Color Blindness

colorsMost of us share a common color vision sensory experience. Some people, however, have a color vision deficiency, which means their perception of colors is different from what most of us see. The most severe forms of these deficiencies are referred to as color blindness. People with color blindness aren’t aware of differences among colors that are obvious to the rest of us. People who don’t have the more severe types of color blindness may not even be aware of their condition unless they’re tested in a clinic or laboratory.

Inherited color blindness is caused by abnormal photopigments. These color-detecting molecules are located in cone-shaped cells within the retina, called cone cells. In humans, several genes are needed for the body to make photopigments, and defects in these genes can lead to color blindness.

There are three main kinds of color blindness, based on photopigment defects in the three different kinds of cones that respond to blue, green, and red light:

Red-Green Color Blindnessred_greenThe most common types of hereditary color blindness are due to the loss or limited function of red cone (known as protan) or green cone (deutran) photopigments. This kind of color blindness is commonly referred to as red-green color blindness.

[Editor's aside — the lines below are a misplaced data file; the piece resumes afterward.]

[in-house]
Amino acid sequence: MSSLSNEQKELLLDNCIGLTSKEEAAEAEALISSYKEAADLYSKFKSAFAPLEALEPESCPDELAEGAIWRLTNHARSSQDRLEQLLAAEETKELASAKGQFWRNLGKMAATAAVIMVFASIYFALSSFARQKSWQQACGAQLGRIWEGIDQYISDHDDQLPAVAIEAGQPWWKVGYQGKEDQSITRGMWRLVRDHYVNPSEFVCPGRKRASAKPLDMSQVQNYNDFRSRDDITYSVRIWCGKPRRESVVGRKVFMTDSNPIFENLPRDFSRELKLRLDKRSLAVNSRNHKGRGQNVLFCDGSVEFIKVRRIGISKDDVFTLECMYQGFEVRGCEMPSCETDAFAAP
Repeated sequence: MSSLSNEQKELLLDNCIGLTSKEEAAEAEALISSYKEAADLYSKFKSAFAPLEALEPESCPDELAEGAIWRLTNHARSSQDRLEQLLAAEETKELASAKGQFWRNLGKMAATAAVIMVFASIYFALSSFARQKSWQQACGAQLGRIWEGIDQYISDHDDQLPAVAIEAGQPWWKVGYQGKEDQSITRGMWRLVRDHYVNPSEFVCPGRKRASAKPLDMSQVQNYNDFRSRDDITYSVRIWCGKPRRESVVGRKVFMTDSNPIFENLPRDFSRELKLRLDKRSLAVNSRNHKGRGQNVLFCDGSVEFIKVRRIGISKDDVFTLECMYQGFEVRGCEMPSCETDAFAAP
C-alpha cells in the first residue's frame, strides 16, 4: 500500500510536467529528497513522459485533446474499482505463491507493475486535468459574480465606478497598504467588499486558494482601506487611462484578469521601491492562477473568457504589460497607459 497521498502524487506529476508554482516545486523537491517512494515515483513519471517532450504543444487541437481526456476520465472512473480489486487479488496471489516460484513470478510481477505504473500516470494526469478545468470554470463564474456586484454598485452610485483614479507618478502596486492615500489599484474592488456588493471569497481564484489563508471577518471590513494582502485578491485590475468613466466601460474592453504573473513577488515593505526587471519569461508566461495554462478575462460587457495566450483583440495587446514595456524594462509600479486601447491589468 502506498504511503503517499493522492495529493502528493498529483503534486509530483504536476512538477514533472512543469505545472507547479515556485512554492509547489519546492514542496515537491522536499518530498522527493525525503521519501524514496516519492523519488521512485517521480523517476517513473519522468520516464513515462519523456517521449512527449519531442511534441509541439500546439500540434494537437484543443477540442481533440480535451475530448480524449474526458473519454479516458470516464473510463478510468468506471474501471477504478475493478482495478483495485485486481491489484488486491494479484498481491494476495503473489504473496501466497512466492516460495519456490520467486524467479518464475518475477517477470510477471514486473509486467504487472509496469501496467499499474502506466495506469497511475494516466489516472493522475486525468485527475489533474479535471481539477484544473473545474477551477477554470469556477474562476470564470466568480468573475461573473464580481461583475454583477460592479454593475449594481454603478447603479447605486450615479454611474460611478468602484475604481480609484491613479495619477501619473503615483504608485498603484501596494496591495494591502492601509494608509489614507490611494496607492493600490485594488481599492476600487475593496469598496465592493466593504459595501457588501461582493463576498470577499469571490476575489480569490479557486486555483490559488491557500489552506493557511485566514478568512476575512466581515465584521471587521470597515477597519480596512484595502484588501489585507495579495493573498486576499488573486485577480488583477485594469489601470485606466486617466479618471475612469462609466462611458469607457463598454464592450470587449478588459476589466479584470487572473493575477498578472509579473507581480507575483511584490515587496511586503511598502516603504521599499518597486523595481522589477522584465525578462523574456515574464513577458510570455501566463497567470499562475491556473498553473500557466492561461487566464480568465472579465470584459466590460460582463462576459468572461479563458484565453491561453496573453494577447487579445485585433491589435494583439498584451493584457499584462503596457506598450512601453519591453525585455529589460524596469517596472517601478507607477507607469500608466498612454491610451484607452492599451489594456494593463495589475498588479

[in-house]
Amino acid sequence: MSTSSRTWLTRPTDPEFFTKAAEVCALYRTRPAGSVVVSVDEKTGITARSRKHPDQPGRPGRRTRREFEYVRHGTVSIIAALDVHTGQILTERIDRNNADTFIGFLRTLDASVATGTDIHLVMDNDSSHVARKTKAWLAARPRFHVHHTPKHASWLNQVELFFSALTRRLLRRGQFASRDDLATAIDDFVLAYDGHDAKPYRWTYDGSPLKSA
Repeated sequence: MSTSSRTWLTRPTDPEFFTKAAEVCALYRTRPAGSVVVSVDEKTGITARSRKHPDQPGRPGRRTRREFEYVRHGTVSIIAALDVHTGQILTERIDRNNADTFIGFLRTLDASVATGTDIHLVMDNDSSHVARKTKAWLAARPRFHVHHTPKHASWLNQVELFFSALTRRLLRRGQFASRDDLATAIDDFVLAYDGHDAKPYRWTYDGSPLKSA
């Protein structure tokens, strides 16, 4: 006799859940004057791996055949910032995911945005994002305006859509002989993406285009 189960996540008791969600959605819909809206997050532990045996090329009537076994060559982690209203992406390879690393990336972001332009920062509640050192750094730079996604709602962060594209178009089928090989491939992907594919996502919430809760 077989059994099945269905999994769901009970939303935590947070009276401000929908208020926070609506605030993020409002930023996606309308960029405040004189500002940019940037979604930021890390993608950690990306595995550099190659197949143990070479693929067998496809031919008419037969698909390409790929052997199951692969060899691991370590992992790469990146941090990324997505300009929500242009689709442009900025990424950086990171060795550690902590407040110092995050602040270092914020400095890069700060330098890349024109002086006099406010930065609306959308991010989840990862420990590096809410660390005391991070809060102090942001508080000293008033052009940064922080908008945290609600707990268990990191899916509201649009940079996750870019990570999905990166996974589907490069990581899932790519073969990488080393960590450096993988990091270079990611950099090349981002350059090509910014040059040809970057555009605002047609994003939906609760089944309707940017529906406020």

Blue-Yellow Color Blindness
blue_yellow
Blue-yellow color blindness is rarer than red-green color blindness. Blue-cone (tritan) photopigments are either missing or have limited function.

Complete Color Blindness
complete
People with complete color blindness (monochromacy) don’t experience color at all and the clearness of their vision (visual acuity) may also be affected.

Sometimes color blindness can be caused by physical or chemical damage to the eye, the optic nerve, or parts of the brain that process color information. Color vision can also decline with age, most often because of cataract – a clouding and yellowing of the eye’s lens.

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